1736 The number of poor receiving public assistance in Boston, Mass. rises to 4K from 500 in 1700. On Feb. 12 Francis Stephen, Duke of Lorraine marries Maria Theresa; as a marriage condition, and to end the war between Austria and France he exchanges his Duchy of Lorraine to Poland for the Italian state of Tuscany; Spain gains Naples and Sicily, and Sardinia gains most other Italian states. On Mar. 25 (Palm Sun.) the Chickawaw Campaign of 1736 starts with the Battle of Ogoula Tchetoka NW of modern-day Tupelo, Miss., in which 130 French forces plus 350 native warriors from Upper La. attack a fortified Chickasaw village under orders of La. gov. Jean-Baptiste Le Moyne de Bienville in order to get at the Natchez Indians it is harboring, and get bloodily repulsed, with 21 French POWs taken, and 19 of them burned, most while still alive, incl. Francois-Marie Bissot, Sieur de Vincennes (b. 1700); on May 26 544 French forces plus 600 Choctaws and 45 Africans try it again in the Battle of Ackia (Long Town) S of modern-day Tupelo, Miss., with the same results; the well-armed (with British weapons) Chickasaw continue to fend off attacks for the next 20 years. In Mar. Nadir (Nader) Shah (Khan) (1688-1747), the last great Asian conqueror consolidates his power, deposes infant Abbas III, and proclaims himself shah, ending the Persian Safavid Dynasty, and founding the Afsharid Dynasty (ends 1794), moving the capital to Mashhad (Mashad) (Pers. "place of martyrdom") in Razavi Khorasan Province in E Persia 500 mi. E of Tehran, going on to extend his conquests beyond the frontiers, starting with Herat and Oman this year, and going all the way to India, while bankrupting the country with taxes and trying to convert Persia to the Sunni faith by a trick of proposing that a 5th Sunni law school called the ooh-baby-baby Ja'fari School (named after Shiite imam #6 Jafar as-Sadiq) be created to combine them; too bad, it don't push good, and when he is assassinated in 1747, it's a stillborn baby? - get ready for more sales options and a more knowledgable sales staff? In Mar. Cologne-born German adventurer Theodor Stephan Freiherr von Neuhoff (1694-1756) lands in Corsica with a bunch of Corsican rebels and exiles and help from the bey of Tunis, and is elected king Theodore I of Corsica (until 1743), attempting to free Corsica from French-Genoese control, only to flee in Nov. to seek foreign assistance, landing in Spain and Naples, then Amsterdam, where he arrested for debt, returning to Corsica in 1738, 1739, and 1743, then landing in debtors' prison in London in 1749-55, paying for his freedom by signing over his kingdom, living on the charity of Horace Walpole et al. until his 1756 death, after which is alleged son Col. Frederick (1725-97) claims to be prince of Caprera, pushing himself unsuccessfully in high circles in London and dying in poverty. On Apr. 14 the Porteous Riots rock Edinburgh after ash-hole city guard capt. John Porteous (1695-1736) hangs a smuggler hero then cuts his body down against the wishes of the mob, after which he orders his men to fire above their heads, and they accidentally shoot people in high windows, causing them to ape, after which his men shoot into the mob, killing six; Porteous is tried on July 5, found guilty of murder, and sentenced to die on Sept. 8, but the British govt. lets him appeal, causing a mob of 4K to drag him from his cell in Tolbooth Prison and lynch him on Sept. 7; Scottish poet Allan Ramsay is in the original mob. In Dec. after Thomas Cresap is arrested by Md. authorities, but Cresap's War continues. The weavers of Spitalfields Market in London riot to protest the introduction of Irish weavers, forcing the military to intervene. The colony of Pennsylvania (Penn.) forms an alliance with the New York-based Six Nations of the Iroquois after the latter conquer the aboriginal tribes of Pensylvania. Tall handsome cross-eyed Oxford-educated English Methodist preacher George Whitefield (1714-70) (pr. WHIT-field) begins preaching in England at age 22, wowing huge crowds with a booming voice that doesn't need to be raised even in front of a crowd of 30K; actor David Garrick ("the George Whitefield of the stage") claims he'd pay a thousand pounds to be able to say the word "oh" as good as him; his mere pronouncing of the word "Mesopotamia" causes women to weep?; his sermons are all based on the text "be born again" (John 3:3). Chelyabinsk in Russia on the Miass River E of the Ural Mts. is founded. Moravian settlers led by bishop Peter Boehler (Böhler) (1712-75) found Bethlehem, Nazareth, and Lititz in Penn. William Boyce (1711-79) is appointed composer to the Chapel Royal in England, writing music for church services. The weekly Virginia Gazette begins pub. (until 1780). Poor Richard's Almanack for 1736. Glass manufacture begins in Venice at Murano. India rubber (hard rubber caoutchouc) is introduced to England. Mary Lisle becomes the first female brewer in the U.S., opening the Edinburgh Brewhouse Brewery in Philly (closes 1751). Architecture: Queen's Square in Bath, England (begun 1729) is finished. In 1735-40 French architect Germain Boffrand designs the interiors of the Hotel de Soubise in Paris, pioneering the Rococo (Louis XV) style. Science: Science reaches out and touches Father, er, Mother Earth? French scientist Charles Marie de La Condamine (1701-74) leads an expedition to Ecuador-Peru to measure a degree of longitude at the equator, siting the zero degree latitude line (Middle of the World) near Quito, and discovering rubber (insert gratuitous sex joke here?); meanwhile Anders Celsius and Pierre de Maupertuis lead an expedition to Lapland to measure a degree of longitude at the North Pole, and verify Isaac Newton's prediction that the Earth is an oblate spheroid - of course, it's a woman not a man? After an epidemic of diphtheria hits Boston, Mass. in 1735-6, Scottish-born physician William Douglass (1691-1752) first describes Scarlet Fever, AKA throat plague. Swiss #1 mathematician Leonhard Euler (1707-83) solves the Konigsberg (Königsberg) Bridge Problem, and founds the study of Analytical Mechanics. English clockmaker John Harrison (1693-1776) completes the first accurate chronometer for determining longitude, making long-distance sea travel possible along with a global sea empire, and applies for the £20K Longitude Prize offered by the British govt.; too bad, they play games and never award it to him as he goes through five major versions H1-H5; in 1773 after George III personally intervenes, Parliament gives him a different monetary award. Nonfiction: Thomas Bayes (1701-61), An Introduction to the Doctrine of Fluxions, and a Defence of the Mathematicians Against the Objections of the Author of the Analyst; defends Isaac Newton against George Berkeley, getting him elected to the Royal Society in 1742. Joseph Butler (1692-1752), The Analogy of Religion, Natural and Revealed; defends Anglican Christianity against English Deism, making him a pop star. Pierre Francois Xavier de Charlevoix (1682-1761), Histoire et description générale du Japon. Leonhard Euler (1707-83), Mechanica Sive Motus Analytice Exposita. Herman Moll (1654-1732), Map of the World (posth.); shows the trade winds. Henry St. John, Viscount Bolingbroke (1678-1751), Letters on the Spirit of Patriotism, On the Idea of a Patriot King, and on the State of Parties at the Accession of King George the First. William Warburton (1698-1779), The Alliance between Church and State; or The Necessity and Equity of an Established Religion. Christian Wolff (1679-1754), Theologia Naturalis (1736-7). Music: G.F. Handel (1685-1759), Atalanta (opera) (Covent Garden Theatre, London) (May 12); libretto based on Belisario Valeriani's "La Caccia in Etolia"; composed for the marriage of George II's eldest son Prince Frederick of Wales; the debut closes with a big fireworks display; incl. the arioso Care Selve, Ombre Beate. Giovanni Battista Pergolesi (1710-36), Stabat Mater (Mass in F); the important matter of Jesus' conversation with Mother Mary on the cross; biggest musical hit of the cent.? Art: Pompeo Batoni (1708-87), Christ with Sts. Julian, Basilissa, Celsus, and Marcionilla (1736-8). William Hogarth (1697-1764), The Good Samaritan; The Pool of Bethesda; both painted on the staircase of St. Bartholomew's Hospital; The Four Times of Day. Plays: Henry Fielding (1707-54), Pasquin (satire). Carlo Goldoni (1707-93), Enrico Re di Sicilia (tragedy); Rinaldo di Montalbano (tragicomedy). George Lillo (1693-1739), Fatal Curiosity. Pierre de Marivaux (1688-1763), Le Legs. Antonio Jose da Silva (1705-39), The Labyrinth of Crete (Nov.). Voltaire (1694-1778), Mahomet the Prophet; or, Fanaticism; "But that a camel-merchant [Muhammad] should stir up insurrection in his village; that in league with some miserable followers he persuades them that he talks with the angel Gabriel; that he boasts of having been carried to heaven, where he received in part this unintelligible book, each page of which makes common sense shudder; that, to pay homage to this book, he delivers his country to iron and flame; that he cuts the throats of fathers and kidnaps daughters; that he gives to the defeated the choice of his religion or death: this is assuredly nothing any man can excuse, at least if he was not born a Turk, or if superstition has not extinguished all natural light in him." Births: Scottish engineer and steam engine inventor James Watt (d. 1819) on Jan. 19 in Greenock. Italian mathematician-astronomer Joseph-Louis Lagrange (Giuseppe Luigi Lagrangia or Lagrancia) (d. 1813) on Jan. 25 in Turin, Piedmont; emigrates to France in 1787. German Prussian Hohenzollern margrave of Brandenburg-Ansbach (1757-91) (last) Christian Frederick Charles Alexander (d. 1806) on Feb. 24 in Ansbach; son of magrave Charles William Frederick (1712-57) and Friederike Luise of Prussia, daughter of Frederick William I, and sister of Frederick II, granddaughter of George I of Britain, and niece of George II of Britain; husband of Frederica Caroline (-1791) and (1791-) Elizabeth Craven (1750-1828), daughter of the 4th earl of Berkeley, England. Am. Shakers founder Mother Ann Elizabeth Lee (d. 1784) on Feb. 29 in Manchester. English Shakespearean commentator George Steevens (Stevens) (d. 1800) on May 10 in Poplar, East London; educated at Eton College, and King's College, Cambridge U. Am. Rev. statesman-orator Patrick Henry (d. 1799) on May 29 in Studley, Hanover County, Va.; Scottish immigrant father; husband (1732-) of Sarah Winston Syme. English adm. Sir John Francis Edward Acton, 6th Baronet (d. 1811) on June 3 in Besancon, France; father of Sir Ferdinand Richard Edward Dalberg-Acton (1801-37) and Cardinal Acton (1803-47); grandfather of John Dalbert-Acton, 1st baron Acton (1834-1902). Spanish (Mexican) explorer Juan Bautista de Anza Bezerra Nieto (d. 1788) on July 6/7 in Fronteras (near Arizpe), Sonora. French astronomer-orator-politician ("the Benjamin Franklin of the French Rev.") Jean-Sylvain Bailly (d. 1793) on Sept. 15 in Paris; first simultaneous member of the French Academy of Science, Academie Francaise, and Academie des Inscriptions since Bernard le Bovier de Fontennlle; could hang-five with the leading scientists of his day, but gets caught up in French Rev. Fever, creates the French Nat. Assembly, and ends up getting guillotined. Am. Rev. leader (DOI signer) Carter Braxton (d. 1797) on Sept. 16 in Newington Plantation, King and Queen County, Va.; educated at the College of William and Mary. Scottish "Ossian" poet James Macpherson (d. 1796) on Oct. 27 in Ruthven, Inverness; educated at the U. of Edinburgh. Swiss portraitist Anton Graff (d. 1813) on Nov. 18 in Winterthur. English mathematician Edward Waring (d. 1798). Am. Rev. War soldier Maj. Gen. Daniel Morgan (d. 1802) in Hunterdon County, N.J.; of Welsh ancestry. French physicist-philosopher Charles-Augustin de Coulomb (d. 1806) in Angouleme; inventor of the torsion balance. French painter Jean-Jacques de Boissieu (d. 1810). Am. Rev. War hero David Kennison (d. 1851) in Chicago, Ill.; longest surviving partcipant in the 1773 Boston Tea Party. Deaths: English bookseller-publisher Jacob Tonson the Elder (b. 1655) on Mar. 17. English architect Nicholas Hawksmoor (b. 1661) on Mar. 25. German architect Mattheus Daniel Poppelmann (b. 1662) on Jan. 17 in Dresden. Italian Prince Eugene of Savoy (b. 1663). Swedish gen. Friherre Carl Gustaf Armfeldt (b. 1666) on Oct. 24 in Perna, Finland. English scientist Stephen Gray (b. 1666). Ottoman sultan (1703-30) Ahmed III (b. 1673) on July 1 - no more Ahmeds for you, Turkey? English publisher Barnaby Bernard Lintot (b. 1675) on Feb. 9 in Sussex. Italian architect Filippo Juvarra (b. 1678) on Jan. 31 in Madrid. British vice-adm. James Berkeley, 3rd earl of Berkeley (b. 1680) on Aug. 17 in Aubigny, France. Portuguese historian-statesman Manuel Teles da Silva, 3rd marquis of Alegrete (b. 1682) on Feb. 9. German physicist Gabriel Daniel Fahrenheit (b. 1686) on Sept. 16 in The Hague, Netherlands - reached only Fahrenheit 50? French-Canadian explorer Francois-Marie Bissot, sieur de Vincennes (b. 1700) on Mar. 25 near Fulton, Miss.; burned by the Chickasaws. Italian composer Giovanni Battista Pergolesi (b. 1710) on Mar. 16/17 in Puzzuoli (TB).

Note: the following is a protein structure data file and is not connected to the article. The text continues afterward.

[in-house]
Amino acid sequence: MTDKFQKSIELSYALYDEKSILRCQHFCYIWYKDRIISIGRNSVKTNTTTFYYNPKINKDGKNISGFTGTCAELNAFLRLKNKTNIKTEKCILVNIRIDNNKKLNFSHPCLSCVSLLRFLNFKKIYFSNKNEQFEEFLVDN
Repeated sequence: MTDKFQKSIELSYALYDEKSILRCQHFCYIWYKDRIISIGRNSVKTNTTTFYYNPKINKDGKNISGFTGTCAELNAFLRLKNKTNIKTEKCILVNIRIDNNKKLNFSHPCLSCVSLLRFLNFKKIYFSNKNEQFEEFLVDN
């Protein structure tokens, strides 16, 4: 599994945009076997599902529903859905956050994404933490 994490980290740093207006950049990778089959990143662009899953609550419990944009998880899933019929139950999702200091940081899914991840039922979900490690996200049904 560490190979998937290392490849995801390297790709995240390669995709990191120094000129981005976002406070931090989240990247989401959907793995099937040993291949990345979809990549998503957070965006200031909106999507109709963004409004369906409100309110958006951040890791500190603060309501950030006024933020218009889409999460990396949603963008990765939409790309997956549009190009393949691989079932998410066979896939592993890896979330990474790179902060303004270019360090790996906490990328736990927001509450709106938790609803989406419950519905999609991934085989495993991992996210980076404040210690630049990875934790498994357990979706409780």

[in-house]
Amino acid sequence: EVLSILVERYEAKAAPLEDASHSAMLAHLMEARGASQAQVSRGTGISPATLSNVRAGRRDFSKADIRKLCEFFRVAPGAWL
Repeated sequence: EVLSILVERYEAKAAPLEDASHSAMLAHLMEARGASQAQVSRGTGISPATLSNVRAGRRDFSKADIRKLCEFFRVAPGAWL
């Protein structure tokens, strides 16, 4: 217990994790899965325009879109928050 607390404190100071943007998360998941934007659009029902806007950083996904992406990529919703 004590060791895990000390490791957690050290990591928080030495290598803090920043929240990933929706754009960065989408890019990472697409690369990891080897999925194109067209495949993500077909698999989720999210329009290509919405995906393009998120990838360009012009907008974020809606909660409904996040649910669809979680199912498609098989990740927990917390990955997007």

1737 On Feb. 7 Helene (Hélène) de Courtenay, Marquise de Bauffremont (1689-1768), the last female of the Courtenay line in France has her title of Princess du Sang Royal de France suppressed by the parliament of Paris. On Mar. 17 the first-ever St. Patrick's Day parade is held in Boston, Mass. by mainly Protestant Irish immigrants. In Apr. German-born English composer G.F. Handel suffers a stroke, paralyzing his right arm and messing up his eyesight, causing him to head for Aix-la-Chapelle to take hot baths; luckily, he recovers, Hallelujah. In Apr. Somerset, England-born Henry Fielding (1707-54) debuts his political satire The Historical Register for the Year 1736, which along with the anon. (Fielding?) political satire The Golden Rump, which knocks the admin. of PM (1721-42) Robert Walpole cause so much alarm among English authorities that they pass the Licensing Act of 1737, putting theatres under the direct control of the Lord Chamberlain (until 1968), ending Fielding's dramatic career; the number of London theatres is restricted; modified by the Theatres Acts of 1843 and 1934, and repealed by the Theatres Act of 1968. In May Mt. Vesuvius in Italy erupts. As Fat Albert would say, get back in the sack and hit it? On July 9 the War of the Polish Succession (begun 1733) ends when grand duke of Tuscany #7 (since Oct. 31, 1723) Gian Gastone de' Medici (b. 1671), the last of the Medicis dies, and by the terms of the 1731 Treaty of Vienna the grand duchy is given to Duke Francis III Stephen of Lorraine (later emperor Francis I) (remaining in the Lorraine family until 1859, except during the French Rev. of 1799-1814) after marrying Maria Theresa, heiress of the Austrian Hapsburg dominions; unsuccessful Polish throne claimant Stanislas Leszczynski acquires Lorraine by way of compensation (it passes to France upon his death). On July 9 George Schmidt becomes the first Protestant missionary at the South African Cape, going on to evangelize among the Khoi (until 1742). HRE Charles VI enters the Ottoman-Russian War on the Russian side. George II quarrels with his son Frederick Louis, Prince of Wales. Tsarina Anna forces the nobles of her homeland Courland (in Latvia) to accept her beau duke Ernst Johann von Biron (Biren), Duke of Courland (1690-1772) as their duke. Penn. deploys military forces against Md. Nailers from Worcester march to Birmingham to protest their beefs with iron merchants. The first copper coins in the American colonies are minted in Conn. William Penn's sons dispossess the Delawares of the Forks of Delaware by the crooked Walking Purchase (Treaty). There is an earthquake in Calcutta, India. William Byrd II (1674-1744) of Westover Plantation, Charles County, Va. founds Richmond, Va. on the James River (modern pop. 250K) on land he inherited from his daddy Col. William Byrd I (1652-1704), who came from Shadwell, London England in the late 1660s. St. Vincent de Paul (1576-1660) is canonized by Pope Clement XII. 28-y.-o. Samuel Johnson (b. 1709), former master of a school in Edial (near Lichfield, Staffordshire) he started with funds from marrying widow Mrs. Elizabeth Porter in 1735 arrives broke in London, hoping to make money via writing, and by next year is a regular contributor to Gentleman's Mag.; he is accompanied by his pupil David Garrick (b. 1717), who studies law, then sells wine, and finally becomes a stage actor; "No man but a blockhead ever wrote, except for money" (Johnson). Yellow-green 142 proof Chartreuse Elixir is first distilled from 130 plants by the cloistered Carthusian monks in Chartreuse, France (founded 1084) from an ancient ms. given to them in 1605; for beverage use, 110 proof Green Chartreuse is also sold. Poor Richard's Almanack for 1737. William Boys begins conducting the week-long Three Choirs Festivals (1737-45). Architecture: After the Berlin Fortress is demolished in 1734, the Berlin Customs Wall is built around Berlin, Prussia, with 14 gates, each named to the city to which its road leads incl. Spandauer Tor, St. Georgen Tor, Stralower Tor, Coepenicker Tor, Leipziger Tor, and Neues Tor; in addition the Spree River is blocked with the Oberbaum and Unterbaum custom gates made of heavy tree trunks covered in metal spikes that block the river at night; in 1786-1802 the wooden stockades are replaced by 4m-high stone walls; the New Gate is built in 1832, followed by the Anhalt Gate (1840), Koepenick Gate (1842), and Water Gate (1848); in 1841 the Potsdam Station for railroad traffic is built, followed by the Anhalt Station (1842), Frankfurt Station (1842), Stettin Station (1842), Hamburg Station (1846); in 1860 the Customs Wall is removed, and on Jan. 1, 1861 Berlin amalgamates its suburbs, doubling city pop. Aberdeen, Scotland-born architect James Gibbs (1682-1754) begins the round English Palladian (neoclassical)-style Radcliffe Camera (AKA Rad Cam, Radders) bldg. at Oxford U. (opened on Apr. 13, 1749), financed with £40K bequeathed by Oxford-loving royal physician John Radcliffe (1652-1714); it ends up as extra reading rooms for the Bodleian Library - check that out that secret vampire reading room? Teatro di San Carlo in Naples, Italy, founded by Charles VII of Naples opens on Nov. 4, becoming the world's largest opera house (3.3K cap.), and going on to become the oldest opera house in Europe to survive to modern times. Inventions: Jacques de Vaucanson (1709-83) of France builds the Transverse Flute Player, a lifesize automaton that plays the pipe and tabor and has a 12-song repertoire; next year he puts skin on it so it can play the flute; the first true robot?; next year he builds the Tambourine Player and the Digesting (Defecating) Duck, with 400+ moving parts, able to flap its wings and drink, eat, and shit from a hidden container (no actual digestion) using the world's first flexible rubber tube. Nonfiction: Jean-Francois Blondel (1705-74), De la Distribution des Maisons de Plaisance, et de la Decoration des Edifices in General (1837-8); big hit, with 155 engraved plates, causing him to begin teaching architecture classes in the Ecole des Arts in Paris in 1740. Cornelius van Bynkershoek (1673-1743), Quaestiones Juris Publici. Alexander Cruden, Concordance of the Holy Scriptures; becomes std. work. Ludvig Holberg (1684-1754), Description of Bergen. Ignacio de Luzan Claramunt de Suelves y Gurrea, Poetica. Lady Mary Wortley Montagu, The Nonsense of Common Sense. Johann Jacob Moser (1701-85), German Law. William Oldys (1696-1761), The British Librarian. Rene de Reaumur (1683-1757), History of the Insects. Thomas Simpson (1710-61), Treatise of Fluxions; derives Simpson's Rule for numerical approximation of definite integrals, which he gets credit for even though it was used by Galileo's student Bonaventura Cavalieri in 1639, and by Johannes Kepler. John Wesley (1703-91), Psalms and Hymns (Charleston). William Whiston (1667-1752) (tr.), The Works of Josephus. Music: G.F. Handel (1685-1759), Arminio (HWV 36) (opera) (Covent Garden Theatre, London) (Jan. 12); based on a libretto by Antonio Salvi; about German hero Arminius (Domenico Annibali), who kicked Roman butt bigtime in 9 C.E., and his wife Thusnelda (Anna Maria Strada); flops after 5 performances; Giustino (HWV 37) (opera) (Covent Garden Theatre, London) (Feb. 16); libretto adapted from Pietro Pariati's "Giustino", based on Nicolo Beregan's "Il Giustino"; stars Domenico Annibali as Giustino. Berenice, Regina d'Egitto, HWV 38 (Berenice, Queen of Egypt) (opera) (Covent Garden Theatre, London) (May 18); based on a 1709 libretto by Antonio Salvi; about Cleopatra Berenice (Anna Maria Strada), daughter of Ptolemy IX in 81 B.C.E.; flops after 4 performances, and is not restaged until 1985; incl. Si, Tra I Ceppi; Giustino (HWV 39) (opera); incl. Se Parla Nel Mio Cor. Jean-Philippe Rameau (1683-1764), Castor et Pollux (opera) (Academie Royale de Musique, Paris) (Oct. 24); a flop until he rewrites it in 1754, becoming one of his best works. Art: Lambert-Sigisbert Adam l'Aine (1700-59), The Triumph of Neptune Stilling (Calming) the Waves; placed in the Louvre, home of the French Academy, which he is elected to this year. Jean-Baptiste-Simeon Chardin (1699-1779), The Draughtsman. Louis-Francois Roubiliac (1695-1762), Handel. Plays: Henry Fielding (1707-54), The Historical Register for the Year 1736 (satire) (Little Theatre, Haymarket, London) (Mar. 21). Samuel Johnson (1709-84), Irene; based on Voltaire's 1778 play "Irene", about Sultan Mahomet II; first performed at the Theatre Royale in Drury Lane on Feb. 6, 1749, accompanied by Johnson complaining "Sir, the fellow wants me to make Mahomet run mad, that he may have an opportunity of tossing his hands and kicking his heels." Pierre de Marivaux (1688-1763), Les Fausses Confidences. Antonio Jose da Silva (1705-39), Guerras do Alecrim et Mangerona; As Variedades de Proteo (May). Poetry: Matthew Green (1696-1737), The Spleen; poetic medicine?; "I never sick by drinking grow,/ Nor keep myself a cup too low"; "I always choose the plainest food/ To mend viscidity of blood"; "Fling but a stone, the giant dies". Births: German poet-critic Heinrich Wilhelm von Gerstenberg (d. 1823) on Jan. 3 in Tondern, Schleswig; educated at the U. of Jena. French chemist-politician Louis-Bernard Guyton, Baron de Morveau (d. 1816) on Jan. 4 in Dijon; first to create systematic chemical nomenclature, incl. naming hydrogen. Am. Rev. leader and handwriting expert (known for being cocky) (Freemason) John Hancock (d. 1793) on Jan. 23 (Jan. 12 Old Style) in Braintree (modern-day Quincy), Mass.; son of Rev. John Hancock Jr. (1702-44), who baptizes John Adams; educated at Boston Latin School, and Harvard U.; one of the wealthiest men in British Am. French "Paul et Virginie" novelist-botanist Jacques-Henri Bernardin de Saint-Pierre (d. 1814) on Jan. 19 in Le Havre. Am. Rev. "Common Sense", "Rights of Man", "The Age of Reason" writer (Deist Rationalist-Freethinker) Thomas "Tom" Paine (Pain) (d. 1809) on Jan. 29 in Thetford, Norfolk, England; Quaker parents; emigrates the U.S. in 1774. Prussian field marshal (1807-) Count Friedrich Adolf von Kalckreuth (d. 1818) on Feb. 22 in Sotterhausen (near Sangerhausen). Thai Chakri king #1 (1782-1809) Rama I (Buddha Yodfa Chulaloke) (d. 1809) on Mar. 20 in Ayutthaya; part-Chinese mother. English "The History of the Decline and Fall of the Roman Empire" historian (Freemason) Edward Gibbon (d. 1794) on Apr. 27 in Putney, Surrey; educated at Magdalen College, Oxford U.; capt. in the New Hampshire Grenadiers; when his father dies in 1770, he moves to 7 Bentinck St., London, living comfortably, becoming an MP in 1774-80 - the smallest ape? His portrait bears a striking resemblance to fat pudgy-cheeked Roman emperor Nero? Am. Rev. War hero Col. Christopher Greene (d. 1781) on May 12 in Warwick, R.I. German physician (to Christian VII of Denmark) Count Johann Friedrich von Struensee (d. 1772) on Aug. 5 in Halle an der Saale. English "Castor and Pollux" #1 bust sculptor Joseph Nollekens (d. 1823) on Aug. 11 in London. French chef-pharmacist (potato advocate) Antoine-Augustin Parmentier (d. 1813) on Aug. 12 in Montdidier. Italian scientist (physiologist) Luigi Galvani (d. 1798) on Sept. 9. Am. Rev. leader (richest man in the colonies) Charles Carroll of Carrollton (d. 1832) on Sept. 19 in Annapolis, Md.; only Roman Catholic to sign the DOI, and the last surviving signer. Am. Rev. War loyalist poet-minister Jonathan Odell (d. 1818); on Sept. 25 in Newark, N.J.; educated at the College of N.J. (Princeton U.); with Joseph Stansbury (1742-1809) the most prominent loyalist poets during the Am. Rev. Am. composer-writer-politician (DOI signer) Francis Hopkinson (d. 1791) on Oct. 2 in Philadelphia, Penn.; educated at the College of Philadelphia (first graduate); studies music with James Bremner; claims to design the first U.S. flag; father of Joseph Hopkinson (1770-1842). Italian composer-harpsichordist Vincenzo Manfredini (d. 1799) on Oct. 22 in Pistoia (near Florence); son of Francesco Onofrio Manfredini (1684-1762). Am. diplomat (first U.S. diplomat) Silas Deane (d. 1789) on Dec. 24 in Groton, Conn.; educated at Yale U. Spanish dramatist-poet Nicolas Fernandez de Moratin (d. 1780) in Madrid; father of Leandro Fernandez de Moratin (1760-1828). French hostess Madame Susanne Necker (nee Curchod) (d. 1794) in Crassier, Vaud, Switzerland; daughter of the pastor; marries Jacques Necker in 1764 after Edward Gibbon tries and fails; mother of Madame de Stael (1766-1817). German writer (in England) Rudolf Erich Raspe (d. 1794). Scottish horticulturist William Forsyth (d. 1804). French surgeon Bernard Peyrilhe (d. 1804). Viennese composer Michael Haydn (d. 1806); younger brother of Franz Joseph Haydn (1732-1809). Russian adm. Count Alexey (Alexei) Grigoryevich Orlov (d. 1808); brother of Ivan Orlov (1733-91), Grigory Orlov (1734-83), Fyodor Orlov (1741-96), and Vladimir Orlov (1743-1831). U.S. postmaster gen. (1776-82) Richard Bache (d. 1811) in Settle, Yorkshire, England; emigrates to the U.S. in 1765; husband (1767-) of Sarah Franklin (1743-1808) (daughter of Benjamin Franklin); father of Richard Bache Jr. and Benjamin Franklin Bache (1769-98). Austrian gen. Baron Paul Davidovich (Pavle Davidovic) (d. 1814) in Buda. English actress Frances "Fanny" Abington (nee Barton) (d. 1815); in London; namesake of the Abington Cap. Hawaiian king (1782-1819) Kamehameha I (the Great) (d. 1819) (b. 1736?) in Kohala, Hawaii. Am. Rev. War financier (creator of the U.S. dollar sign in 1778) Oliver Pollock (d. 1823) in Coleraine, Ireland; emigrates to Penn. in 1760. Algerian Senussi Order founder (Sunni Muslim) Muhammad ibn Ali as-Senussi (d. 1859) near Mostaganem; educated at Al-Azhar U.; granfather of Idris I (1889-1983). Deaths: English historian John Strype (b. 1643) on Dec. 11. Italian violin maker Antonio Stradivari (b. 1644) on Dec. 18 in Cremona, Italy; dies after making 1,116 instruments incl. 960 violins, of which 450+ survive to modern times. Austrian Gen. Guido Starhemberg (b. 1657) on Mar. 7. French mathematician Joseph Saurin (b. 1659) on Dec. 29. Tuscan grand duke (1723-37) Gian Gastone de' Medici (b. 1671) on July 9 in Florence. English poet Elizabeth Rowe (b. 1674). English queen (wife of George II) Caroline of Ansbach (b. 1683) on Nov. 20 (complications following childbirth); asks her hubby to remarry on her deathbed, to which he replies in French "No, I will have mistresses"; buried at Westminster Abbey; Handel composes The Ways of Zion Do Mourn as her funeral anthem; she is laid in a pair of matching coffins which he joins her in 23 years later. Italian architect Alessandro Galilei (b. 1691) on Dec. 21 in Rome. Japanese emperor #114 (1709-35) Nakamikado (b. 1702) on May 10.